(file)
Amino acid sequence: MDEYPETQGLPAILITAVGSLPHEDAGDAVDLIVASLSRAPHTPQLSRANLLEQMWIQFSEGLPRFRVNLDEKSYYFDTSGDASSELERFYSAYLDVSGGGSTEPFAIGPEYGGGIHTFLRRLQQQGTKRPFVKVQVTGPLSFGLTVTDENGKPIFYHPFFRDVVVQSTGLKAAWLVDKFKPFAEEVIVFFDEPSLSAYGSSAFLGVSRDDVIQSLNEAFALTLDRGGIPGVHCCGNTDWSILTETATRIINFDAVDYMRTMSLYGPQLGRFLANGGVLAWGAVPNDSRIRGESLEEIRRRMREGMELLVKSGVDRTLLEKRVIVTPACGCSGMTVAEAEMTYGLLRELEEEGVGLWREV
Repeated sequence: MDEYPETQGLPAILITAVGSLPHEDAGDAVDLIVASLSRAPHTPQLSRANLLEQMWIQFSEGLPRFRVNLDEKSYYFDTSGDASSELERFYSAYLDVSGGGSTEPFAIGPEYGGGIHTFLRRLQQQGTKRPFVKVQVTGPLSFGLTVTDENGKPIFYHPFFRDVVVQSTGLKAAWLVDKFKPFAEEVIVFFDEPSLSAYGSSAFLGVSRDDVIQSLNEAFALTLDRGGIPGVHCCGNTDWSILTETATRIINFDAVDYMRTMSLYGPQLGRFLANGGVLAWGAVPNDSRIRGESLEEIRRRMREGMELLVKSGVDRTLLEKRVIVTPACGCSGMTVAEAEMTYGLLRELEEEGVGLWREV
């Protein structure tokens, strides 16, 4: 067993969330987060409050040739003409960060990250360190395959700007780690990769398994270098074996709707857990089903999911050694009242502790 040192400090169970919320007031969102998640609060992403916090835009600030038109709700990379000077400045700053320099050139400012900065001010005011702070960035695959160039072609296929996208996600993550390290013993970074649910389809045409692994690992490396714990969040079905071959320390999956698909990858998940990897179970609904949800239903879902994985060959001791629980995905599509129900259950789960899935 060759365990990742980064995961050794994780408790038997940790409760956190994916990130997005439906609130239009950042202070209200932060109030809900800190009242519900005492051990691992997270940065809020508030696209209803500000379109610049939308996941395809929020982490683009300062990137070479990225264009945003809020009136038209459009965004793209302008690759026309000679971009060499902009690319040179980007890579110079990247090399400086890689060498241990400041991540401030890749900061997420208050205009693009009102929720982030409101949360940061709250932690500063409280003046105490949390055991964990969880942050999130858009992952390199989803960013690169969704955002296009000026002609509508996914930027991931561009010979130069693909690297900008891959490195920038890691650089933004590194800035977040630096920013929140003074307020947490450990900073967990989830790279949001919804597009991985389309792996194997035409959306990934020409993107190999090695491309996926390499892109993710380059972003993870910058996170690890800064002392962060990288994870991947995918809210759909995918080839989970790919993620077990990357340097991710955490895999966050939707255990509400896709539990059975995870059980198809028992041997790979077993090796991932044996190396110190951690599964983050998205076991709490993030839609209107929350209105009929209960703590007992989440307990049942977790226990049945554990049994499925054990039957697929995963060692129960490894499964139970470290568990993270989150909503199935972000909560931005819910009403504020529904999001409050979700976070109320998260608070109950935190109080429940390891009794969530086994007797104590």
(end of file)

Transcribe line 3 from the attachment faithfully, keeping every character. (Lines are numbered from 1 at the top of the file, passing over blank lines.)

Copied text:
């Protein structure tokens, strides 16, 4: 067993969330987060409050040739003409960060990250360190395959700007780690990769398994270098074996709707857990089903999911050694009242502790 040192400090169970919320007031969102998640609060992403916090835009600030038109709700990379000077400045700053320099050139400012900065001010005011702070960035695959160039072609296929996208996600993550390290013993970074649910389809045409692994690992490396714990969040079905071959320390999956698909990858998940990897179970609904949800239903879902994985060959001791629980995905599509129900259950789960899935 060759365990990742980064995961050794994780408790038997940790409760956190994916990130997005439906609130239009950042202070209200932060109030809900800190009242519900005492051990691992997270940065809020508030696209209803500000379109610049939308996941395809929020982490683009300062990137070479990225264009945003809020009136038209459009965004793209302008690759026309000679971009060499902009690319040179980007890579110079990247090399400086890689060498241990400041991540401030890749900061997420208050205009693009009102929720982030409101949360940061709250932690500063409280003046105490949390055991964990969880942050999130858009992952390199989803960013690169969704955002296009000026002609509508996914930027991931561009010979130069693909690297900008891959490195920038890691650089933004590194800035977040630096920013929140003074307020947490450990900073967990989830790279949001919804597009991985389309792996194997035409959306990934020409993107190999090695491309996926390499892109993710380059972003993870910058996170690890800064002392962060990288994870991947995918809210759909995918080839989970790919993620077990990357340097991710955490895999966050939707255990509400896709539990059975995870059980198809028992041997790979077993090796991932044996190396110190951690599964983050998205076991709490993030839609209107929350209105009929209960703590007992989440307990049942977790226990049945554990049994499925054990039957697929995963060692129960490894499964139970470290568990993270989150909503199935972000909560931005819910009403504020529904999001409050979700976070109320998260608070109950935190109080429940390891009794969530086994007797104590």